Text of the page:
The documents are part of the pre-trials for 50 lawsuits that are pending in the U.S. District Court in San Francisco against the firm. The suits were filed by or on behalf of people who developed non-Hodgkin’s lymphoma because of exposure to Roundup, and they also allege that Monsanto hid the risks of the product. Monsanto’s objections to the release of the documents were overruled by a judge in March.
The plaintiffs are alleging that the unethical company targeted online material, including social media comments, that highlighted its products’ potential dangers.
The document reads in part:
Monsanto even started the aptly-named ‘Let Nothing Go’ program to leave nothing, not even Facebook comments, unanswered; through a series of third parties, it employs individuals who appear to have no connection to the industry, who in turn post positive comments on news articles and Facebook posts, defending Monsanto, its chemicals, and GMOs.
While it’s no secret that many of the world’s top brands hire PR and online reputation management firms to help cast them in the most positive light possible, the actions of everyone involved in this scenario are extremely reprehensible. After all, this is not a doctor trying to push news of his DUI off the first page of search results; it’s a company that controls much of the agriculture in our nation spreading lies that could cause countless people to develop cancer.
Two years ago, the World Health Organization’s International Agency for Research on Cancer (IARC) stated that glyphosate probably causes non-Hodgkin’s lymphoma. This declaration from such a credible body prompted Monsanto to ramp up its efforts to obscure the truth about the deadly weed killer. In fact, one of the firm’s own executives, Dr. William Moar, said at a 2015 conference that it had a whole department devoted to “debunking” legitimate science that made its products look bad.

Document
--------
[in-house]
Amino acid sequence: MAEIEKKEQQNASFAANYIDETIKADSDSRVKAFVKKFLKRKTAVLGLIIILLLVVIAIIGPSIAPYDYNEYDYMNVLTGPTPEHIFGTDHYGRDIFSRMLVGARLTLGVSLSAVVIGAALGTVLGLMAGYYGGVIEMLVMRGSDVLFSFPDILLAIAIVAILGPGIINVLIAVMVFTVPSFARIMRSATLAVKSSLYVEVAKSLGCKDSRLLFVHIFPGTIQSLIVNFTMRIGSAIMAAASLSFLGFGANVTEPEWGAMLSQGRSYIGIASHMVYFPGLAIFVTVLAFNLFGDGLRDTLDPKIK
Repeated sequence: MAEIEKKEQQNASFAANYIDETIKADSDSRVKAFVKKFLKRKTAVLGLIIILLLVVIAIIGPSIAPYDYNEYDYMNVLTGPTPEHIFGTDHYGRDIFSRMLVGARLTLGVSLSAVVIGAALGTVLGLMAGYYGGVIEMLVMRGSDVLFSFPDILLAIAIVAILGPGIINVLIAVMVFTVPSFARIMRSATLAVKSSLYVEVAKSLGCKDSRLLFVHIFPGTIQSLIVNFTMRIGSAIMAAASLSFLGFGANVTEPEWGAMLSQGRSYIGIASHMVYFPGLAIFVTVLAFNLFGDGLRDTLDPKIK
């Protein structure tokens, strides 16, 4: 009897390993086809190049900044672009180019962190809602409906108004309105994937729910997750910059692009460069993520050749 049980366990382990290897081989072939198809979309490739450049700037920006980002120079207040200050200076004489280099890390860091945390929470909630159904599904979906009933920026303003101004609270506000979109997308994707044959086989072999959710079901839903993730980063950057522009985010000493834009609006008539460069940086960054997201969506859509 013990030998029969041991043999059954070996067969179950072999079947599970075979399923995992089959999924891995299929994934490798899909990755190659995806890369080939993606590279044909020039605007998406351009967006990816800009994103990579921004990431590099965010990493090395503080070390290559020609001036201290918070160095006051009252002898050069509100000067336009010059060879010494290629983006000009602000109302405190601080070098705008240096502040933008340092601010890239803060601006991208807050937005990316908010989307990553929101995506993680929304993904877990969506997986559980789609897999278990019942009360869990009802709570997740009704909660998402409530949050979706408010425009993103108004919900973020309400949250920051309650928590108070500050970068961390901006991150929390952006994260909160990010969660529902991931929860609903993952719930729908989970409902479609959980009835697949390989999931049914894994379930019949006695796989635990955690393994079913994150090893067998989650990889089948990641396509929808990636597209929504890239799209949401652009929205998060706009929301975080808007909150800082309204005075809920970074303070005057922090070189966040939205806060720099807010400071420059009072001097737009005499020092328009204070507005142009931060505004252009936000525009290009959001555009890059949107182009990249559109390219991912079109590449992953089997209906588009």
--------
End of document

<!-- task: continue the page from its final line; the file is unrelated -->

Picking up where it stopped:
Moreover, internal emails showed that the evil firm enlisted staffers to ghost write studies that falsely portray its products as safe, even going so far as to pay experts like scientists to sign their names at the end to lend a false air of authenticity.
Some of the Monsanto operatives whose names came up in a U.S. Right to Know investigation are connected to Jon Entine, a PR operative who has written attack pieces in publications like Forbes against researchers like Jeffrey Smith who dare to suggest that GMOs and pesticides are dangerous.
When you consider the fact that Monsanto noted almost $4.76 billion in sales of its herbicide in 2015 and the global market for glyphosate is projected to reach $10 billion in the next five years, it’s easy to understand why they are willing to go to such great lengths to defend the deadly products. Keep this in mind the next time you hear someone trying to smear anyone who questions the safety of GMOs, whether it’s the Health Ranger, the Food Babe, Jeffrey Smith, or anyone else online or on social media.
Follow more news on the tyranny of dishonest corporate science at ScienceTyranny.com.